Peter Kenny, Hydrogen bond donors in drug design
Hydrogen bond donors (HBDs) are sometimes seen as a greater ADME liability than hydrogen bond acceptors (HBAs). Two factors shape our perception of HBDs in drug design. First, HBAs are more numerous than HBDs in molecular structures of interest to drug designers. Second, the presence of an HBD in a molecular structure usually requires that an HBA also be present. Analysis of alkane/water partition coefficients shows that HBAs are typically more strongly hydrated than HBDs. The HBA/HBD balance is also discussed as a determinant of aqueous solubility and I will conclude the presentation with some recommendations for managing HBDs in design.
Reference: Borges et al (2017) The influence of hydrogen bonding on partition coefficients. JCAMD 31:163-181. https://link.springer.com/article/10.1007/s10822-016-0002-5
YingChih Chiang, Molecular Dynamics Simulations of Penicillin-Binding Protein 2a (PBP2a) with Ceftaroline at the Allosteric Site
Methicillin-resistant Staphylococcus aureus (MRSA) tolerates β-lactam antibiotics by two different strategies. One is to produce β-lactamases to decompose the β-lactams, and the other is to bring in Penicillin-binding protein 2a (PBP2a) for cell wall synthesis. PBP2a is known to keep its biological function under the presence of most β-lactams. This ability has been attributed to PBP2a’s active site being protected to reduce the probability of ligand binding.Previous crystallographic studies suggested that this protected active site opens for reaction once a native substrate or a good analog binds at an allosteric domain of PBP2a. This mechanism has been employed to explain ceftaroline’s activity against MRSA infections, i. e. by binding to the allosteric site, thereby opening the active site for inhibition by ceftaroline. In this work, we investigate the binding of ceftaroline at this proposed allosteric site using molecular dynamics simulations. Unstable binding was observed using the major force fields CHARMM36 and Amber ff14SB, and free energy calculations were unable to confirm a strong allosteric effect. Our study suggests that the allosteric effect induced by ceftaroline is probably weak.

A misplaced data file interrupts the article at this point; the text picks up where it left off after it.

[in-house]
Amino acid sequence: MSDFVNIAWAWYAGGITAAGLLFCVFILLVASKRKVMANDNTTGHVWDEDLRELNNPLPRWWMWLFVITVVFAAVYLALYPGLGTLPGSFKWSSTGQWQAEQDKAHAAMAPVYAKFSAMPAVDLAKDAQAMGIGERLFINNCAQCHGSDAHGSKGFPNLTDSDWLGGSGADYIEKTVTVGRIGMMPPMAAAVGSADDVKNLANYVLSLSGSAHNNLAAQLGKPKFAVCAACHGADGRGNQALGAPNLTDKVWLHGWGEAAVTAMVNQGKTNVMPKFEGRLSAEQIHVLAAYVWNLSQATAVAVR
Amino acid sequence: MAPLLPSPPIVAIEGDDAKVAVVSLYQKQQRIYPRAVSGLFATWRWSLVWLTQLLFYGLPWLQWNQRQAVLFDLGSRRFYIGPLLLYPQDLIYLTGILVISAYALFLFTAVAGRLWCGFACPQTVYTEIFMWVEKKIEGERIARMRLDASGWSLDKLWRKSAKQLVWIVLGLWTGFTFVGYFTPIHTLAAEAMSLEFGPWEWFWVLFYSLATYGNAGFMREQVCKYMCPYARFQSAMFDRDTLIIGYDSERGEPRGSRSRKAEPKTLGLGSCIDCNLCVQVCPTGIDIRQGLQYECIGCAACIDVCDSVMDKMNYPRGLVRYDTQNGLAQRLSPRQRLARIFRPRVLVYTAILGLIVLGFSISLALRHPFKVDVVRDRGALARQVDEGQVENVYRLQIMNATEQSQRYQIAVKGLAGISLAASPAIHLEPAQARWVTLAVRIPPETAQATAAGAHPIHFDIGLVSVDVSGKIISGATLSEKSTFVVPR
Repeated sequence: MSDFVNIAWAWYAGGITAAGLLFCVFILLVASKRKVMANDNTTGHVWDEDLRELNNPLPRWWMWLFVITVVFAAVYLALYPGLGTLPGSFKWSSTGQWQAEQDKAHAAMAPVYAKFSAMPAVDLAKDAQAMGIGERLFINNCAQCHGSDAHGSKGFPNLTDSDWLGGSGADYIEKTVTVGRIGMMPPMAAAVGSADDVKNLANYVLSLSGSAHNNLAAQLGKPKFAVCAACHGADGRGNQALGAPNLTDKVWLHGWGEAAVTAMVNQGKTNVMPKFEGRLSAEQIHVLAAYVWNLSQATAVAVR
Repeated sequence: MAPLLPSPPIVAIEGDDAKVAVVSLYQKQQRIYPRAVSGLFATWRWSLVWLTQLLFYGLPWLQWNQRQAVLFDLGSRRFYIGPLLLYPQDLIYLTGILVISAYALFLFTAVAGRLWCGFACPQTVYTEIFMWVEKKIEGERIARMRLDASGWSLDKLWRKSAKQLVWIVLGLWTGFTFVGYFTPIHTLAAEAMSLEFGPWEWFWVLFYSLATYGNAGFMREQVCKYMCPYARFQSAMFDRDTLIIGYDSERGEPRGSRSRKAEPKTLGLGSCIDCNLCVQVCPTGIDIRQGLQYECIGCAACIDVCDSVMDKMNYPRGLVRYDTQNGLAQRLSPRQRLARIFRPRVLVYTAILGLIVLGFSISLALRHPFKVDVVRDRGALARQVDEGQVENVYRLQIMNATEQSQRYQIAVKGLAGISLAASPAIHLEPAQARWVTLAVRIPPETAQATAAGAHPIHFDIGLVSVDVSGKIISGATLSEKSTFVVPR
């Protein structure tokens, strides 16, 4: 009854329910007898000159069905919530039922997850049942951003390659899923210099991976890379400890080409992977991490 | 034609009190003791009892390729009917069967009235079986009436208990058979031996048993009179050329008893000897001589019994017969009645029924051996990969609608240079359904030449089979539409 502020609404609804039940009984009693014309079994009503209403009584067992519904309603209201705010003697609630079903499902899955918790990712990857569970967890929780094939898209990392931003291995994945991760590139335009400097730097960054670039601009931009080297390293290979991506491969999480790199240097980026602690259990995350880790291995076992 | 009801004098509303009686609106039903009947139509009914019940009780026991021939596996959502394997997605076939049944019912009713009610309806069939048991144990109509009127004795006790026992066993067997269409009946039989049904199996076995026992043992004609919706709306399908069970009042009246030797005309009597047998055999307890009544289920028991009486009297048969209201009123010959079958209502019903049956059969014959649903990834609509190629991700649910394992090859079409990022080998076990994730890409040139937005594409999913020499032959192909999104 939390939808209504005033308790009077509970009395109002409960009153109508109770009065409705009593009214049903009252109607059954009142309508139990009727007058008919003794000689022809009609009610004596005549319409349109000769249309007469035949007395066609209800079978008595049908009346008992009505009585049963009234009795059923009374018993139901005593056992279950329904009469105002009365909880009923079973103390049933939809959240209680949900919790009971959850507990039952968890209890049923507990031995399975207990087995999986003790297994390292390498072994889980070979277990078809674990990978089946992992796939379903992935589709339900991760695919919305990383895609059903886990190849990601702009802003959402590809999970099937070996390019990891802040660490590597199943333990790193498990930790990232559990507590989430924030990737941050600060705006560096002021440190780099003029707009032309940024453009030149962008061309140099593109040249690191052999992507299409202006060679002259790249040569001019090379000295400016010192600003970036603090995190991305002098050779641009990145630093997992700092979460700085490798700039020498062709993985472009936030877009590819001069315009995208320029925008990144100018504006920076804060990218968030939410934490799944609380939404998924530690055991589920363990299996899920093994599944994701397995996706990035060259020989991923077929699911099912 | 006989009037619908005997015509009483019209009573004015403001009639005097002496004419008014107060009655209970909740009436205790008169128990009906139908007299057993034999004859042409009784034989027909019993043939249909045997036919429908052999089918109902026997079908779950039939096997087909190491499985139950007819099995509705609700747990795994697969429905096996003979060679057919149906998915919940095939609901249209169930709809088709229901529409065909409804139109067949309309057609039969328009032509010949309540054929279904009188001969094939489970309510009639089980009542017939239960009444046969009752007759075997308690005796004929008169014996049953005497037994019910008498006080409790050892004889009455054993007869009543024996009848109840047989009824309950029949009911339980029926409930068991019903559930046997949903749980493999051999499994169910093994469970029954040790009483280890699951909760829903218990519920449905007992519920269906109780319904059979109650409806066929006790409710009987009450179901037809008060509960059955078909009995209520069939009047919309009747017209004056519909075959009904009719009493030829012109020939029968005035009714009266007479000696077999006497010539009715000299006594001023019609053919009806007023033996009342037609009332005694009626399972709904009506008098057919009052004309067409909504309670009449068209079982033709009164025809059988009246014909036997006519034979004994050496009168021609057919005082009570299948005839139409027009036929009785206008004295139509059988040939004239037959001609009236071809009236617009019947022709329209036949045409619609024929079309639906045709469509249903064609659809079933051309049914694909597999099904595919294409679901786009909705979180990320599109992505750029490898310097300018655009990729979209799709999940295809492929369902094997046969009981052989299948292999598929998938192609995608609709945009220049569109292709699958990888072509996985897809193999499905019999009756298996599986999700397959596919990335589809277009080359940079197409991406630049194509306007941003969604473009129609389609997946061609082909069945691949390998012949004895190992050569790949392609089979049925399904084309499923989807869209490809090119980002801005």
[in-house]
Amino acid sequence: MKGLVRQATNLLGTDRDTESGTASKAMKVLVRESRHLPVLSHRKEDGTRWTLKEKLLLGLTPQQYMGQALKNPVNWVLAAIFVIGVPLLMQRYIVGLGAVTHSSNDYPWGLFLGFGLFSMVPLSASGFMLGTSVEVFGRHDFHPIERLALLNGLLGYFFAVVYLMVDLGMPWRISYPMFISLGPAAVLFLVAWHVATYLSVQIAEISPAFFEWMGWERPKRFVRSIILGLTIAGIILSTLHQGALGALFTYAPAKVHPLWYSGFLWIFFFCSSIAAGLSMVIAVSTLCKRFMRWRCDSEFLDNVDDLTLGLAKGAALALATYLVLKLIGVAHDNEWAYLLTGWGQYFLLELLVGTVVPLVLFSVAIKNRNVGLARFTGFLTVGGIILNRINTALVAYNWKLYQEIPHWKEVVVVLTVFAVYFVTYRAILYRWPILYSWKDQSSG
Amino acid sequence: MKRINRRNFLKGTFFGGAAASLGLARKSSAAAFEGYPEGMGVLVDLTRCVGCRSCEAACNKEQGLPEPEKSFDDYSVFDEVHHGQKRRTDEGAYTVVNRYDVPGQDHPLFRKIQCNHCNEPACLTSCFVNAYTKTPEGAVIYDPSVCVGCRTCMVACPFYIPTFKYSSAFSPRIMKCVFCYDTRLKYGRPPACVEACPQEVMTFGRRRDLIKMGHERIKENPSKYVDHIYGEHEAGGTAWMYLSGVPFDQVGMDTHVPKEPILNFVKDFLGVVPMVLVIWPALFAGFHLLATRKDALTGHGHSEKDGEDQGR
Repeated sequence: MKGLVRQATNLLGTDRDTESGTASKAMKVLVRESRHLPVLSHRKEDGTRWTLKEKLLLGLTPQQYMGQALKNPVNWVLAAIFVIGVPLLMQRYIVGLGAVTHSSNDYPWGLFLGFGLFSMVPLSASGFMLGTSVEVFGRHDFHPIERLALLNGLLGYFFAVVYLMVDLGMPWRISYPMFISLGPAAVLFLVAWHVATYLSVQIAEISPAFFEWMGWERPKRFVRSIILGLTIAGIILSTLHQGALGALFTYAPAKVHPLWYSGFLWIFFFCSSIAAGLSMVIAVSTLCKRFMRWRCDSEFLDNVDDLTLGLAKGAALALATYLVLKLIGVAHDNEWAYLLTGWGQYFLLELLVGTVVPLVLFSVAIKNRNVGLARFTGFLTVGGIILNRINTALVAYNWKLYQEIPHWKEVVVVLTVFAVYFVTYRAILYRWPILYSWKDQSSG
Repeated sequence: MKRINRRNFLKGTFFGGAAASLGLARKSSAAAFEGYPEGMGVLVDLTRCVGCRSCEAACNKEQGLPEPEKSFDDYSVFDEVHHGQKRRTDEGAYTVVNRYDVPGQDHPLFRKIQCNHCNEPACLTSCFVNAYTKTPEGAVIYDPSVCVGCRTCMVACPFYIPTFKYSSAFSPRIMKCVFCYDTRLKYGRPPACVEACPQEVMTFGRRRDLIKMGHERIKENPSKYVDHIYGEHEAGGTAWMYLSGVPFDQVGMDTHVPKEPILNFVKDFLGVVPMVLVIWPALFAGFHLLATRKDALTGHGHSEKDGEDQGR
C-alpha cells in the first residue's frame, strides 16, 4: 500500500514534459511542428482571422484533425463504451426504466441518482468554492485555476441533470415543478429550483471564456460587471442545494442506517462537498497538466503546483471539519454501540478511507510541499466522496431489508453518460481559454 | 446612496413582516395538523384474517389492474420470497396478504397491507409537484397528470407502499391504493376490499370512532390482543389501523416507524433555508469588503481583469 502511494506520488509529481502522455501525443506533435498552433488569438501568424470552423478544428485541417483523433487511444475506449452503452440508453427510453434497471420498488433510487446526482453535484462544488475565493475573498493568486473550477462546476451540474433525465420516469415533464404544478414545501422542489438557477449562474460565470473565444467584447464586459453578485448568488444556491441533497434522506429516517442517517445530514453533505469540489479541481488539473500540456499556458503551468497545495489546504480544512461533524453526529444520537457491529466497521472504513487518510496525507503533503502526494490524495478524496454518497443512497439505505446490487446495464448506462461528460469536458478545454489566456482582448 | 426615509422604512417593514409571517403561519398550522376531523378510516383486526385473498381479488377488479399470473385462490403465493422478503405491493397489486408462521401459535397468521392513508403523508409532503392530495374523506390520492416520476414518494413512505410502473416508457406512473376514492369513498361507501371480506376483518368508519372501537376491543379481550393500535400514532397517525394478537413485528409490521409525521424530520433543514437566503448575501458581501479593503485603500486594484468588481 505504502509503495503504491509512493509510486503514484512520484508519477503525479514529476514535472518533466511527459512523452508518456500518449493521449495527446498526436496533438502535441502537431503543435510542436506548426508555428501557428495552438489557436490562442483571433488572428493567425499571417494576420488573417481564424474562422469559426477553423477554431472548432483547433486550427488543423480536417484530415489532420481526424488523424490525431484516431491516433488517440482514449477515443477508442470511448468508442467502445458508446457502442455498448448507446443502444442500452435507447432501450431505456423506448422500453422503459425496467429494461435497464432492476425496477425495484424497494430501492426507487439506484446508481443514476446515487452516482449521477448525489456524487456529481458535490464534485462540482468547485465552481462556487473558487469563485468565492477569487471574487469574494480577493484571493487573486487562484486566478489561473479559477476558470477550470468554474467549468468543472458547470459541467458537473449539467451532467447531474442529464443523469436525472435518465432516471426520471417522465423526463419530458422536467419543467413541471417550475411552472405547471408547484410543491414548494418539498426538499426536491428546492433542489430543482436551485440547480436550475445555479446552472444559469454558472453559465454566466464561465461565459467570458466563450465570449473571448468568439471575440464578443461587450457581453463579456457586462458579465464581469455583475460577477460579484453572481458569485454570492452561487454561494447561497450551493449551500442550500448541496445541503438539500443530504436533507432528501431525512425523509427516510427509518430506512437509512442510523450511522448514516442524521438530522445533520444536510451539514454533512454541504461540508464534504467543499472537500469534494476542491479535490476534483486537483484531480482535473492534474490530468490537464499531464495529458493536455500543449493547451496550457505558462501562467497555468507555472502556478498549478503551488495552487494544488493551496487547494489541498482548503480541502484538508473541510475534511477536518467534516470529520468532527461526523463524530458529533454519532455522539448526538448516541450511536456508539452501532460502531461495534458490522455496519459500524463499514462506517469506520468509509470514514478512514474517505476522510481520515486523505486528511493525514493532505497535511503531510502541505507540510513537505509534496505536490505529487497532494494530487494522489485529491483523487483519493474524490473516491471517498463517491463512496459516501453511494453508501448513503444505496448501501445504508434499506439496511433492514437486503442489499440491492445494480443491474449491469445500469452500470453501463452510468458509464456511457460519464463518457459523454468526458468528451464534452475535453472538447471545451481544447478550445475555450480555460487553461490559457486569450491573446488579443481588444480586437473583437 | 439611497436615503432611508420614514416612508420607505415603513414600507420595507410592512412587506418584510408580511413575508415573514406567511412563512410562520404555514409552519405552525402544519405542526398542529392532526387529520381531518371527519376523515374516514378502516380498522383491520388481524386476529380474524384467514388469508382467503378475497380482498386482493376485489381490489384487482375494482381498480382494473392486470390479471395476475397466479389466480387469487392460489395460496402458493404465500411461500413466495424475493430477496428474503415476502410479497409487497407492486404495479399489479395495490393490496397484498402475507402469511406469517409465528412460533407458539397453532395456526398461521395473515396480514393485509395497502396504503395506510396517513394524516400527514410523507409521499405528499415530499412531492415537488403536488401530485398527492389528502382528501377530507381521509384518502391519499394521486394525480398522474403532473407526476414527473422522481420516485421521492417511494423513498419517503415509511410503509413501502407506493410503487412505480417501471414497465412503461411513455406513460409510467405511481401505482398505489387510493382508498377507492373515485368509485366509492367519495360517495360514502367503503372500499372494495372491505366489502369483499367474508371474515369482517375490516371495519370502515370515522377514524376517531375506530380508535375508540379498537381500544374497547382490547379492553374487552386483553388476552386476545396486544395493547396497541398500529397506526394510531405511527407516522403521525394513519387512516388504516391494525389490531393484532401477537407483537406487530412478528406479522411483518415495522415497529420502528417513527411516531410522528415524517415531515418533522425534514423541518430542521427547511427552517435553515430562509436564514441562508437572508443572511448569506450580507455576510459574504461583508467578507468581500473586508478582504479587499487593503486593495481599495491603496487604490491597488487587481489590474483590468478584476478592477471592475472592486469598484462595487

Reference: Ying-Chih Chiang, Mabel T. Y. Wong, Jonathan W. Essex, Israel Journal of Chemistry, 60(7), 754-763 (2020).
Michael S. Bodnarchuk, Allosteric Covalent Inhibitors of the Mutant GTPase KRAS (G12C)
Of all human cancers, 20% have a mutation in GTPase KRAS with a high frequency being found in pancreatic, colorectal and non-small cell lung cancer (NSCLC). Indeed, a glycine to cysteine mutation at codon 12 is the most frequent mutation found in NSCLC, rendering KRAS constitutively active and driving cell proliferation, survival and differentiation. Covalent targeting of this cysteine residue offers the potential for selective inhibitors of the G12C mutant isoform and an allosteric mode of action potentially negates the impact of high nucleotide binding affinity for the GTPase. A knowledge- and structure-based design approach was utilised to derive diverse series of covalent inhibitors that interact directly with this cysteine mutation, causing a shift in the switch II region and rendering KRAS inactive. Here I explore and assess the impact of computational chemistry upon this program and highlight how different techniques have accelerated the development of these compounds.